BOISE, Idaho — Idaho is one of the fastest-growing states in the country, but that population growth is not moving the needle towards the left on the state's political landscape - it's only cementing the Republican majority in the state.
Discourse in the comments section of social media posts on local politics can quickly turn to blaming newcomers for varying issues.
One of the most common types of comments from Facebook users is that new Idahoans, people from California more specifically, are all liberal and are turning Idaho more Democratic.
KTVB set out to verify those claims by looking at data of registered voters and election results from the last four elections, including two presidential cycles and two elections for Idaho governor.
However, the data doesn't support claims on social media that Idaho's politics are turning blue - it shows that Idaho is becoming even more conservative.
WHAT WE FOUND:
Changes in registered Democratic and Republican voters
Analyzing the changes in the number of registered voters in Idaho helps track both the changes in Idaho's politics and the state's population growth.
The data is collected by the Secretary of State's office, all available data can be found here.
In Nov. 2013, the oldest data available, there were 740,265 total registered voters in Idaho. 239,710 of them registered as Republican, which is 32.4% of all voters in Idaho.
That same year, Democrats only made up 7.6% of registered voters with 56,024 people.
Jump to the 2016 presidential election, total registered voters grew to 813,218 people that November. 392,530, or 48.3% of total registered voters, were registered Republicans. Democrats only made up 10.6% with 86,493 registered voters.
The latest data from June 2019, Idaho had 856,511 registered voters, about 43,000 more than Nov. 2016. Republicans made up 50.8% with 435,486 people - a jump of about 18% and almost 200,000 people from Nov. 2013.
Registered Democrats grew to 108,607 voters, making up 12.7% of all registered voters in Idaho.
So yes, Idaho is seeing more Democrats become registered voters in recent years, about 52,600 more over a six-year span. But Republicans have seen their number of registered voters grow by nearly 200,000 during that same time.
Republicans' control of Idaho's political landscape can also be seen in the last four elections in 2012, 2014, 2016, and 2018.
WATCH BELOW: Boise State professor breaks down the 2018 election results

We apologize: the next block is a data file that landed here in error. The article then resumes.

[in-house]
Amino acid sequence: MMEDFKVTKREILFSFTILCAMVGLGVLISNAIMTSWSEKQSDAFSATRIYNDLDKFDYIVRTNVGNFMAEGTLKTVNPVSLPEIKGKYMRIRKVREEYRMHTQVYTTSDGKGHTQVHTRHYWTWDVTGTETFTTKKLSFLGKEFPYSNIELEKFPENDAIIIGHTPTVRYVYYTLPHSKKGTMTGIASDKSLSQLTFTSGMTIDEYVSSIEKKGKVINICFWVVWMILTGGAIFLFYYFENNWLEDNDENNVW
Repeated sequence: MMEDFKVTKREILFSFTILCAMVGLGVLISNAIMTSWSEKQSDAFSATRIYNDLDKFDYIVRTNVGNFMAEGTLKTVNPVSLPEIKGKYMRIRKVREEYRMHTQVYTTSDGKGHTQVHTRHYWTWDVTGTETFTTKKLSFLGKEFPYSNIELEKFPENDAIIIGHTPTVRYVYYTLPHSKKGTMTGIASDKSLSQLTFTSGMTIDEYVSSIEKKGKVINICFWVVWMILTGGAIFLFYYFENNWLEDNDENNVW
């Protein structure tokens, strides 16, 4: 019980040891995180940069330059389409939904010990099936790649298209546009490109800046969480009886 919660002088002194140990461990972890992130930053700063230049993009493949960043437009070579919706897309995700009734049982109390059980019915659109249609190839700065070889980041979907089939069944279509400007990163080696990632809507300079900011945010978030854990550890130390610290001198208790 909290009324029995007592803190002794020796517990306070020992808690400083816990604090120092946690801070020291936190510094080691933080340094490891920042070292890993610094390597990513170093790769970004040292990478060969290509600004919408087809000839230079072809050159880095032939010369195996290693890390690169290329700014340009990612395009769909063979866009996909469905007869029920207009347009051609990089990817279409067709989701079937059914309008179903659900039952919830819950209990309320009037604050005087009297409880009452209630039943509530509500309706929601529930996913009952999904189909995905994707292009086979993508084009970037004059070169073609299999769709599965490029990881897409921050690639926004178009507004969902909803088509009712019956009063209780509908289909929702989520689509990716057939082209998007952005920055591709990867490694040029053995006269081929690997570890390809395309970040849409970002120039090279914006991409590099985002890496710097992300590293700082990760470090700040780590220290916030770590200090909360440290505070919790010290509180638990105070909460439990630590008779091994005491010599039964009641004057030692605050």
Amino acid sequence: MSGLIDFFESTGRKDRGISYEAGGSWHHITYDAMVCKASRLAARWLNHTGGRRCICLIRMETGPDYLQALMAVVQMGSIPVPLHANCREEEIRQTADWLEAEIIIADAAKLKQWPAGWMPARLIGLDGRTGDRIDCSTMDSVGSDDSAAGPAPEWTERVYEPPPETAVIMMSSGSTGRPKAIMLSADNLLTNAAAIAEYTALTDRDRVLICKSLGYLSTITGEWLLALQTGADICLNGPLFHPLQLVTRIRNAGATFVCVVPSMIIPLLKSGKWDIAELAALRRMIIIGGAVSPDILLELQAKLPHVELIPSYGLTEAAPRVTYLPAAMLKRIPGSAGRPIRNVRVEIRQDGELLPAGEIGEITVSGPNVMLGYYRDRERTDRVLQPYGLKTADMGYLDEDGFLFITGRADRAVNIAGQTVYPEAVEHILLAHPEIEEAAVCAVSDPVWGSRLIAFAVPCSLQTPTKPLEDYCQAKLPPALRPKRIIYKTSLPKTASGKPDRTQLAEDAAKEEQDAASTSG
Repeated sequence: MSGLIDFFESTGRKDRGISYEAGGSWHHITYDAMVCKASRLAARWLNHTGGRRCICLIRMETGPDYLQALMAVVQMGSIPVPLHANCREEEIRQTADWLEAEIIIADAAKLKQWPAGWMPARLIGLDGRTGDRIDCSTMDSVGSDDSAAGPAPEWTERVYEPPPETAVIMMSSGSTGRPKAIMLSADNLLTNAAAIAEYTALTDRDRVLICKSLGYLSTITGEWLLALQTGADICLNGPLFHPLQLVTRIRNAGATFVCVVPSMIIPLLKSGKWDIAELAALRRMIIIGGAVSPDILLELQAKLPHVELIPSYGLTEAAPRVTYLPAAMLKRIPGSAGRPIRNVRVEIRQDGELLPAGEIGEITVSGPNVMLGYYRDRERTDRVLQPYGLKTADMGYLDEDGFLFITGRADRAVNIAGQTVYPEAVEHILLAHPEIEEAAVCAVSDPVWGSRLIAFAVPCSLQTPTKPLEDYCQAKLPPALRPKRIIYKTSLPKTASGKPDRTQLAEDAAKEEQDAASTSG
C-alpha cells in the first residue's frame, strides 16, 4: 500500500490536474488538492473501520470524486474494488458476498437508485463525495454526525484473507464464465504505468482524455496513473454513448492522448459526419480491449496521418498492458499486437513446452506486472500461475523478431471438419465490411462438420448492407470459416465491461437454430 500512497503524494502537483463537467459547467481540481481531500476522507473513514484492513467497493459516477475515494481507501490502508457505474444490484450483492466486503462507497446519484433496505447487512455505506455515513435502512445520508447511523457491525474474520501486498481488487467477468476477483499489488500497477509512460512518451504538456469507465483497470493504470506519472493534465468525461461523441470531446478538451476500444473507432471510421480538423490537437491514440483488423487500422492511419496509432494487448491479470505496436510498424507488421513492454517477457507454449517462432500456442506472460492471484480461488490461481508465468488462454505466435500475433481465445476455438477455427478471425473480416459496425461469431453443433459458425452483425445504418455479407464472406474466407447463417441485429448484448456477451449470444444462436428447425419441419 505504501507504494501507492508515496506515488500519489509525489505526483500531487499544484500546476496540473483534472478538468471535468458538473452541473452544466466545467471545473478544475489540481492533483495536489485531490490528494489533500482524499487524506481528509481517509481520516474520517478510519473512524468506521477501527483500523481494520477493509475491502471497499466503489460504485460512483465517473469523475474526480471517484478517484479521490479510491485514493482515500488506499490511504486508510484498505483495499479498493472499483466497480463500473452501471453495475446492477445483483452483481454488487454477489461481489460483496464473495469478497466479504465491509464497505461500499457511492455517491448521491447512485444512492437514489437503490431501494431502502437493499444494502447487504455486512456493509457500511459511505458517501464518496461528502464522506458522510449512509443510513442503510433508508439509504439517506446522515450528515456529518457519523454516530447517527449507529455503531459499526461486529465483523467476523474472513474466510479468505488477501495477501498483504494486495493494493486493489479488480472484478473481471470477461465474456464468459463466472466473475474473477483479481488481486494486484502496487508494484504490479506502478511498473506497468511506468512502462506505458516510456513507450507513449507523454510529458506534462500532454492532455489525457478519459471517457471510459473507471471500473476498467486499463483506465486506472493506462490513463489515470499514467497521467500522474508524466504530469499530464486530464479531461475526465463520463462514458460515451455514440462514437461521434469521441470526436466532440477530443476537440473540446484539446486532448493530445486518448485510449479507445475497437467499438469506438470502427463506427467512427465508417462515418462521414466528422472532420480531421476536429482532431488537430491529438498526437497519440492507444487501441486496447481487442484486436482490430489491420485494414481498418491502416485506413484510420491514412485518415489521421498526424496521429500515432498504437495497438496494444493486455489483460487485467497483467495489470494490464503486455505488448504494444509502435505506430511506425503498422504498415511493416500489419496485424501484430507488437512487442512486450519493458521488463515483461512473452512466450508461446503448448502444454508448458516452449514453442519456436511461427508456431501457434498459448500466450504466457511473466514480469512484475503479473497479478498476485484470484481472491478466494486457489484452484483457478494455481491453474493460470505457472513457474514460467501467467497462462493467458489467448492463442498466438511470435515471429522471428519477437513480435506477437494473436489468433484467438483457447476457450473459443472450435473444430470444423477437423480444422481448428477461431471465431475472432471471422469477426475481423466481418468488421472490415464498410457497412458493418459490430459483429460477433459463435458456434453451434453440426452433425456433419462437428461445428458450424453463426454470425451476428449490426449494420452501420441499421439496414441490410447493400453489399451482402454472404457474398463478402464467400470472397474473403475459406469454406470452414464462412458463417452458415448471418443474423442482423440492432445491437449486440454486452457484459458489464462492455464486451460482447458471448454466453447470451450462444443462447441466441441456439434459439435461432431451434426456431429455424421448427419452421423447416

Population growth isn't changing election trends
For election results, we're just looking at the governor's race and the presidential election, as they're the largest state-wide races in each of the elections analyzed.
In 2012, about 666,300 people, a turnout of 74.34% of registered voters, voted in the presidential election between incumbent President Barack Obama and Republican nominee Mitt Romney.
Romney beat Obama by 208,124 votes and won 64.5% of the vote in Idaho.
The governor's race in 2014 was closer, with Gov. Butch Otter beating Democratic challenger A.J. Balukoff by 69,849 votes. Otter won the election with 53.5% of the vote to Balukoff's 38.6%.
Voter turnout was down significantly in 2014, compared to 2012. Only 56.1% of eligible voters came out on election day.
Turnout rebounded in the 2016 presidential election between Republican nominee Donald Trump and Hillary Clinton, the Democratic Party's nominee. 75.87% of eligible Idaho voters turned out on election day, giving Trump a landslide victory. Trump won 59.2% of the vote in Idaho, beating Clinton by 219,290 votes - she only received 189,765 votes in Idaho.
Last November's election was another sweeping election win for Republicans as then-Lt. Gov. Brad Little beat Democratic challenger Paulette Jordan with 59.8% of the win, a plurality of 130,530 votes.
Comparing the 2018 and 2014 governor's race highlights how many more people are voting for Republicans as Little received 126,256 more votes than Otter did.
While more Democrats did vote in 2018 than 2012, their nominee lost by a larger margin of the vote in Idaho. Furthermore, far more new registered Republican voters came out to vote in 2018 than in 2012.
All election results and data were compiled by the Secretary of State's office and that information can be found here.
No, Idaho's population growth is not turning the state's politics more liberal or blue.
Between data on registered voters and election results, the GOP's majority is growing at a much faster rate than the Idaho Democratic Party and Republicans are winning elections by larger margins now than they did years ago.
It is important to note that the Idaho GOP has a closed primary system where only voters registered with the party can vote in their primaries. This does invite independent or liberal voters to register as Republican so they can participate in the GOP primaries.
In Nov. 2013, 38.2% of registered voters identified as Republican, while registered Democrats made up 7.6% of voters.
Almost six years later, Republicans now have 50.8% of total registered voters in Idaho, an increase of 12.6%. The number of registered Democrats this year is now at 12.7%, up by 5.1% from 2013.
The number of registered Republicans in Idaho has grown by over 206,000 in the last six years and there are only about 52,000 more registered Democrats in Idaho.
These changes show that the state's population growth is only leading to an increasingly Republican-leaning Idaho.